# Every metrizable space with a countable dense subset has a countable basis

I'm working on this problem from Munkres:

Show that every metrizable space with a countable dense subset has a countable basis.

Here's my attempt at a proof.

Let $X$ be a metrizable space with metric $d$ and a countable dense subset $A$.

Claim: $\mathscr{B} = \{B_{(a,1/n)} = \{x : d(a,x) < \epsilon = 1/n\} \forall a\in A$} is a countable basis for $X$.

This set is countable since it is in bijection with $A\times \mathbb{N}$ which is countable as a countable product of countable sets.

Now I want to prove that $\mathscr{B}$ is indeed a basis.

$1)$ Let $y \in X$ then $y \in \overline A$ (by the definition of dense) which implies $\exists$ $B_{(y,1/n)}$ s.t. $\exists$ $y'\in A$ s.t. $y' \in B_{(y,1/n)}$. But then since $y$ is within $\epsilon = 1/n$ for some $n\in\mathbb{N}$ of $y'$, $\exists$ $B_{(y',1/n)}$ which is an element of $\mathscr{B}$. Therefore since $y$ was arbitrary we know that there is a basis element containing every element of $X$.

$2)$ Now I want to show that for an element $x$ of the intersection of two arbitrary basis elements that there is a third basis element which contains $x$ that is a subset of the intersection. This is where I get stuck, any help would be appreciated.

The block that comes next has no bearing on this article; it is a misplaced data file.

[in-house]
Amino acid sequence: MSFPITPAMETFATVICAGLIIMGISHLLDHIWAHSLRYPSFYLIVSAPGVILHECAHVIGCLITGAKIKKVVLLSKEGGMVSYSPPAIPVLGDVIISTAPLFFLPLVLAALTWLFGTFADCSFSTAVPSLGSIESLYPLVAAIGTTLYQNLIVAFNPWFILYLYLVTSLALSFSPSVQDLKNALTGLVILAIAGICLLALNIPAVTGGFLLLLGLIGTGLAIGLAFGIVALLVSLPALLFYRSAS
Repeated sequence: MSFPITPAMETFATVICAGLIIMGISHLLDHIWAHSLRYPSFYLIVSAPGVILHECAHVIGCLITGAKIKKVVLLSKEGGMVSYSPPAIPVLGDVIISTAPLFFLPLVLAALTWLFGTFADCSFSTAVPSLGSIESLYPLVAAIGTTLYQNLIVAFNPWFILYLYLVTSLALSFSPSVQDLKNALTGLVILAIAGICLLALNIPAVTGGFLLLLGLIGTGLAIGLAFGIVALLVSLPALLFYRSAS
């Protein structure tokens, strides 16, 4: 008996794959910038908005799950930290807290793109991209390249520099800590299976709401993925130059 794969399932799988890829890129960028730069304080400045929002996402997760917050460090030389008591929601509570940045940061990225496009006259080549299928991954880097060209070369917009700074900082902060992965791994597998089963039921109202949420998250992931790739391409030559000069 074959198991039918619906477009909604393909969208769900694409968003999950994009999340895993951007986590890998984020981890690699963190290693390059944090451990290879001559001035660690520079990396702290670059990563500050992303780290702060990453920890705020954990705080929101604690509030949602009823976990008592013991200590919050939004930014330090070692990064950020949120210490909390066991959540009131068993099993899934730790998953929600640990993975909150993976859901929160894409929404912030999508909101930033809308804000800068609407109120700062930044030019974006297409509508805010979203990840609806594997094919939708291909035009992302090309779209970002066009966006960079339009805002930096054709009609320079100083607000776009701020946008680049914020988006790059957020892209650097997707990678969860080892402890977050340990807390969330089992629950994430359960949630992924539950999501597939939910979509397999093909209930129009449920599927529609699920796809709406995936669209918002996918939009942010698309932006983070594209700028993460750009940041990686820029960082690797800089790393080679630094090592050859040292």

## 1 Answer

Take two basic open sets, $B_1 = B(a_1, \frac{1}{n_1})$ and $B_2 =B(a_2, \frac{1}{n_2})$ where $a_1, a_2 \in A$. Suppose $x \in B_1 \cap B_2$. Since $B_1 \cap B_2$ is open, there exists an $n$ such that $B(x, \frac{1}{n}) \subseteq B_1 \cap B_2$. Since $A$ is dense, there exists $a_3 \in A \cap B(x, \frac{1}{2n})$. Then $x \in B(a_3, \frac{1}{2n}) \subseteq B(x, \frac{1}{n}) \subseteq B_1 \cap B_2$.

• I'm a little bit confused about the $\frac{1}{2n}$ part, how does this guarantee that $B(a_3,\frac{1}{2n}) \subseteq B(x, \frac{1}{n})$. Certainly if $a_3$ were more than half of the way towards the edge of $B(x, \frac{1}{n})$ then $B(a_3,\frac{1}{2n}$ would not be a subset. – EgoKilla May 9 '14 at 4:58
• @EgoKilla $a_3 \in A \cap B(x,\frac{1}{2n})$. Use triangle inequality, if $y \in B(a_3, \frac{1}{2n})$, then $d(x,y) \leq d(x, a_3) + d(a_3, y) = \frac{1}{2n} + \frac{1}{2n}$ – William May 9 '14 at 5:35
• Wonderful thank you for elaborating. – EgoKilla May 9 '14 at 5:43